Weird Oxygen Bonding under Pressure

AUGUST 8, 2008

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Schematic shows the topology of π* orbital interactions in the (O2)4 cluster. (Image copyright National Academy of Sciences, PNAS.)

Oxygen, the third most abundant element in the cosmos and essential to life on Earth, changes its forms dramatically under pressure, transforming to a solid with spectacular colors. Eventually it becomes metallic and a superconductor. The underlying mechanism for these remarkable phenomena has been fascinating scientists for decades, especially the origin of the recently discovered molecular cluster (O2)4 in the dense, solid, red oxygen phase. Now, researchers using a recently developed synchrotron technique—high-pressure inelastic x-ray scattering—at the High Pressure Collaborative Access Team (HP-CAT) beamline 16-ID-D and the GeoSoilEnviroCARS beamline 13-ID-C,D, both at the U.S. Department of Energy’s Advanced Photon Source at Argonne National Laboratory, found that under pressure, the oxygen molecules interact through their outermost electron clouds or “1πg* orbitals.” This interaction increases as ever-greater pressure is applied, leading to electron delocalization and, ultimately, intermolecular bonding that brings four oxygen molecules together to form the (O2)4 clusters at a pressure about 100,000 times atmospheric pressure (10 gigapascals). The study was published in the Proceedings of the National Academy of Sciences. This work also demonstrates how new research tools can be used to probe subtle interactions between atoms and molecules at high pressure, potentially leading to new materials and technologies.

The researchers, from the Carnegie Institution’s Geophysical Laboratory (GL), the University of Chicago, the University of Saskatchewan, and the National Synchrotron Light Source, found that the interaction of these half-filled orbitals increases as greater and greater pressure is applied. This changes the location of the orbitals, and brings the four oxygen molecules together to form the (O2)4 clusters.

“The molecular interaction in oxygen revealed by this study is due to the unique fact that oxygen’s outmost orbital is half-filled with two unpaired electrons,” explained Yue Meng of the GL and HP-CAT and lead author of the study. “As the molecules are squeezed into smaller volumes at high pressure, electrons in the orbital inevitably move about, trying to pair with electrons in the neighboring molecules.”

To study the dense solid phases of oxygen, the researchers applied the high-pressure inelastic x-ray scattering technique, which uses a synchrotron x-ray beam to probe the electronic bonding change as a diamond anvil cell subjects a sample to many hundreds of thousands of atmospheres. The researchers combined their experimental results with theoretical calculations by collaborators from the University of Saskatchewan to further reveal that there is an increasing interaction between the neighboring (O2)4 clusters in the red-colored oxygen, providing a mechanism for forming new bonding between the oxygen clusters in still higher pressure phases.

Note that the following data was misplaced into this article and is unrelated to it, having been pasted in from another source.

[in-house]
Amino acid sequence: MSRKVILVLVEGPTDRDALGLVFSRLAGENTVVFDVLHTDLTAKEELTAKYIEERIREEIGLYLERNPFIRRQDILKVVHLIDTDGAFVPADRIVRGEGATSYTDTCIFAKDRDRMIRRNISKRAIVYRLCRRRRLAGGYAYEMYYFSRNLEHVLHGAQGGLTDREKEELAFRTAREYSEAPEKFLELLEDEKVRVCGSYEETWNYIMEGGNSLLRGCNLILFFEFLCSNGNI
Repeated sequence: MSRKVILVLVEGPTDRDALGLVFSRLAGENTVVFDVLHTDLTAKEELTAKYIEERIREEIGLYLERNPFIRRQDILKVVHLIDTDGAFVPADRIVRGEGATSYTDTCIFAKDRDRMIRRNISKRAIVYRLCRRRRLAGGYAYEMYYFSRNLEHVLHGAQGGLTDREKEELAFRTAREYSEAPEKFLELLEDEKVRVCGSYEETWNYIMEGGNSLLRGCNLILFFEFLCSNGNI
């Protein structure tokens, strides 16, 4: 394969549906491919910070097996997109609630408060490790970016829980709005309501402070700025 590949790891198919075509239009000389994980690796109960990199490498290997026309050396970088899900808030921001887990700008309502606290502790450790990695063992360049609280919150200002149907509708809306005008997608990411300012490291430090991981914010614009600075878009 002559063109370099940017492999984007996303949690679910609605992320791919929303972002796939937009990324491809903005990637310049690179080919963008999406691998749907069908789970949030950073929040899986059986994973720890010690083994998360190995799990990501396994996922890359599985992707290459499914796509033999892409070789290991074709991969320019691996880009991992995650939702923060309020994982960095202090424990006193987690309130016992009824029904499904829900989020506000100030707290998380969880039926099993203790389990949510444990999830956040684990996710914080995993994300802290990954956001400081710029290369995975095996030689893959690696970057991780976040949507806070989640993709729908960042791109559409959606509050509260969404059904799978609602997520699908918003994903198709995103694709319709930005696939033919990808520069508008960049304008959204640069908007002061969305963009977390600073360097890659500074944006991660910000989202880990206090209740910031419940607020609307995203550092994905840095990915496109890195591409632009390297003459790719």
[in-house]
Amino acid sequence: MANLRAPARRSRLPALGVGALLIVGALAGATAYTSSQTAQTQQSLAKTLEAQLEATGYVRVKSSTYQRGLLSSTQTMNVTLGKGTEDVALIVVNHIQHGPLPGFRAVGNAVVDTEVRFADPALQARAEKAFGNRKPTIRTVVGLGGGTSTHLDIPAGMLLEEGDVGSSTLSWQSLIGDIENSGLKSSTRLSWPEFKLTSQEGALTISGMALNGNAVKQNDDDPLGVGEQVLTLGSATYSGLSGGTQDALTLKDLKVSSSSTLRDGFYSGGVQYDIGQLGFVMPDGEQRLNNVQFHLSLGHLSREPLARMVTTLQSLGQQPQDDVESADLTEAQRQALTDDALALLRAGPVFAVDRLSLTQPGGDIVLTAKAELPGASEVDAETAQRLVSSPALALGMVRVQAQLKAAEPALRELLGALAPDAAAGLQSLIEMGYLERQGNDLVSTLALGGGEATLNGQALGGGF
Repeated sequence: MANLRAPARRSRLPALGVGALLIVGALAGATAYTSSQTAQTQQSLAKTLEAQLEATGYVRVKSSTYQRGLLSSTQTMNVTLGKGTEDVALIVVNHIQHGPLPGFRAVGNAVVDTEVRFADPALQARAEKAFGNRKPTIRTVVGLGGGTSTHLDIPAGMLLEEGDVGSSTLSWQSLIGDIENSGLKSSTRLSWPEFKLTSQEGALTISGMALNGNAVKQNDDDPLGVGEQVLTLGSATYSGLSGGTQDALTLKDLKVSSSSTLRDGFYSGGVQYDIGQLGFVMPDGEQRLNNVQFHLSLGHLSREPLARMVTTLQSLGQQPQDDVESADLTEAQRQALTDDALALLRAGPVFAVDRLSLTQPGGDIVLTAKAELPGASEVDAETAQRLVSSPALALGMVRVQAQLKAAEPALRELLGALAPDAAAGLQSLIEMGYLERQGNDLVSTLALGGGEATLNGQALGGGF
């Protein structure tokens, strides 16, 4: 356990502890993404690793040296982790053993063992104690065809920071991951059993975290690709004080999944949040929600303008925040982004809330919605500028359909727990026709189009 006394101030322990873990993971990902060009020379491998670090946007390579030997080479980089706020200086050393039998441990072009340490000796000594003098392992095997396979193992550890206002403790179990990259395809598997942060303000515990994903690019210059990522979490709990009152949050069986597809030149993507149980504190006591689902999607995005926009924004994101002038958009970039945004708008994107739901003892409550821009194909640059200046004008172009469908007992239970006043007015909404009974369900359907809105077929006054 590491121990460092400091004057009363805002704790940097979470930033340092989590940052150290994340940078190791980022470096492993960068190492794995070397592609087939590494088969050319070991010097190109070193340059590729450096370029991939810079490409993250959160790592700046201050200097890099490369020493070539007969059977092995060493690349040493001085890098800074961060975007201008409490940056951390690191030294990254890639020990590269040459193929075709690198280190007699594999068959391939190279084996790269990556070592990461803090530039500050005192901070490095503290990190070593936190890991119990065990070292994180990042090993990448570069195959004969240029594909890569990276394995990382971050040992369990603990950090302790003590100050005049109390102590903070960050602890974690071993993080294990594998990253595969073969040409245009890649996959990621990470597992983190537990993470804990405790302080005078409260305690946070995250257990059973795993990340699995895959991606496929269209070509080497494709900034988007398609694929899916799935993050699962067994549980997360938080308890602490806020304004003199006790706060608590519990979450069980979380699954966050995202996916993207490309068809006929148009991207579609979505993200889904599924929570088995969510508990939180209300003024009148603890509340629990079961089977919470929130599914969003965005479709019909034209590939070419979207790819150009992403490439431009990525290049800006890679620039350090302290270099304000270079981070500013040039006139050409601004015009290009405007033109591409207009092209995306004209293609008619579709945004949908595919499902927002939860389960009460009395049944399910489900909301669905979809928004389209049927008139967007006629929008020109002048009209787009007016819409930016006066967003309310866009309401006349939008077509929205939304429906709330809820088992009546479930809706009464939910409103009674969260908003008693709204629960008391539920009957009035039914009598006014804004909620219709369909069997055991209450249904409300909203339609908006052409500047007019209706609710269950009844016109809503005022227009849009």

“The behavior of oxygen at high pressure demonstrates one of the most profound effects of pressure on matter, which transforms the colorless air we breath into colorful dense solids,” continued Meng. “The drastic change in the appearance of this familiar gas is due to the bonding changes in oxygen induced by high pressure.”

Yue Meng in the HP-CAT 16-ID-D research station.

“This is the first demonstration of how new tools can be used to probe the subtle interactions between atoms and molecules that lead to the formation of entirely new crystal structures,” said Russell J. Hemley, GL Director. “These new structures may give rise to entirely new electronic, magnetic, and other physical properties that could lead to new technologies.”

The formation of molecular clusters through the anti-bonding orbital called π* is well known in organic chemistry, and the electron delocalization in cluster orbitals provides several potentials for technical applications. “It is exciting to find that oxygen forms molecular clusters under high pressure through a similar mechanism,” Meng said.

Contact: Yue Meng, ymeng@hpcat.aps.anl.gov

See: Yue Meng, Peter J. Eng, John S. Tse, Dawn M. Shaw¶, Michael Y. Hu, Jinfu Shu, Stephen A. Gramsch, Chichang Kao, Russell J. Hemley, and Ho-kwang Mao, “Inelastic x-ray scattering of dense solid oxygen: Evidence for intermolecular bonding,” Proc. Nat. Acad. Sci. USA 105(33), 11640 (August 19, 2008). DOI: 10.1073_pnas.0805601105

The original press release can be found here.

GeoSoilEnviro Consortium for Advanced Radiation Sources (GSECARS) is supported by the Department of Energy (DOE)–Basic Energy Sciences (BES)–Geosciences, National Science Foundation (NSF)–Division of Earth Sciences (EAR), and the State of Illinois. The High-Pressure Collaborative Access Team facility is supported by DOE–BES, DOE–Office of Nuclear and National Security Information (Carnegie DOE Alliance Center), NSF, Department of Defense–Tactical Army Command, and the W. M. Keck Foundation. Use of the Advanced Photon Source at Argonne National Laboratory was supported by the U. S. Department of Energy, Office of Science, Office of Basic Energy Sciences, under Contract No. DE-AC02-06CH11357. Argonne is a U.S. Department of Energy laboratory managed by UChicago Argonne, LLC.